Paganistan: Notes from the Secret Commonwealth

In Which One Midwest Man-in-Black Confers, Converses & Otherwise Hob-Nobs with his Fellow Hob-Men (& -Women) Concerning the Sundry Ways of the Famed but Ill-Starred Tribe of Witches.

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Doonesbury: The Paganistan Edition

Not every pagan community gets referenced in Gary Trudeau's cartoon Doonesbury.

But, back in the early 80s, Paganistan did.

Ching “Honey” Huan is (for some reason or other) in the Twin Cities, talking on the phone with Uncle Duke.


Uncle Duke: So how are things in...uh...Minneapolis?

Honey: Busy. I'm spending most of my time with my coven.

Uncle Duke: Coven?

Honey: Oh yes, witchcraft is very popular here. Everyone's doing it.


Somewhere around here—in one of my many coffee table books, I'm sure of it—I've got a copy of that cartoon, lovingly clipped from the local paper, folded in half and stuck into a large book to preserve it. It was a long Sunday strip, in color. Someday, I'll find it again.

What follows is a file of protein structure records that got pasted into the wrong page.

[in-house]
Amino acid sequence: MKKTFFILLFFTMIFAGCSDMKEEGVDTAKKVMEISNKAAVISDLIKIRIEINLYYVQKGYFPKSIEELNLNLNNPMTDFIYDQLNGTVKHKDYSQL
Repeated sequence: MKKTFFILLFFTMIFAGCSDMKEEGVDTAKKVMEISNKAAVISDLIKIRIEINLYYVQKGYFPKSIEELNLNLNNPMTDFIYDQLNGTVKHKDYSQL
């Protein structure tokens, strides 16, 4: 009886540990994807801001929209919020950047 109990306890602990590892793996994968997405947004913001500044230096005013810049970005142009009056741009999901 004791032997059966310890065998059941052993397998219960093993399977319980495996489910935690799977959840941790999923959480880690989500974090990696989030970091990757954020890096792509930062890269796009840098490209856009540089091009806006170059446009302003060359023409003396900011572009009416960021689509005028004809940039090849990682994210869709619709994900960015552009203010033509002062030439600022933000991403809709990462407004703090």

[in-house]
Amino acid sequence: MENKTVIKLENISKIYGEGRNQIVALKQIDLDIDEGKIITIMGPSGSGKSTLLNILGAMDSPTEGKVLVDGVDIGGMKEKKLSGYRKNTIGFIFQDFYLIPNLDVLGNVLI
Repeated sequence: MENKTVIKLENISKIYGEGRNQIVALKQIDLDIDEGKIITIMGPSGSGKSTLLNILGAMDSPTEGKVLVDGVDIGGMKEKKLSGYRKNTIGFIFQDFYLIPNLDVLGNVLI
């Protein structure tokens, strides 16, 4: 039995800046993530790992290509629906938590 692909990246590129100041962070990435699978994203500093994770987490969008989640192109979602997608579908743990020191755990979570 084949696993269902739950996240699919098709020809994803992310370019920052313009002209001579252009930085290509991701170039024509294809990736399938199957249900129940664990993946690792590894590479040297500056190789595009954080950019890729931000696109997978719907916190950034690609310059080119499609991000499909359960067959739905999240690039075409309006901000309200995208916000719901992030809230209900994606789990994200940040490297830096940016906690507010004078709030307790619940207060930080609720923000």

When I do, it's going up on the Wikipedia “Neo [sic]-Paganism in Minnesota” page for sure.

Back then, we took such things as being the Witch Capital of the World for granted. Only in retrospect do we realize how remarkable they are. Truly, all history is hindsight.

Well, I gotta get back to the coven. There's witching to be done.

Here in Minneapolis, everybody's doing it.






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Poet, scholar and storyteller Steven Posch was raised in the hardwood forests of western Pennsylvania by white-tailed deer. (That's the story, anyway.) He emigrated to Paganistan in 1979 and by sheer dint of personality has become one of Lake Country's foremost men-in-black. He is current keeper of the Minnesota Ooser.


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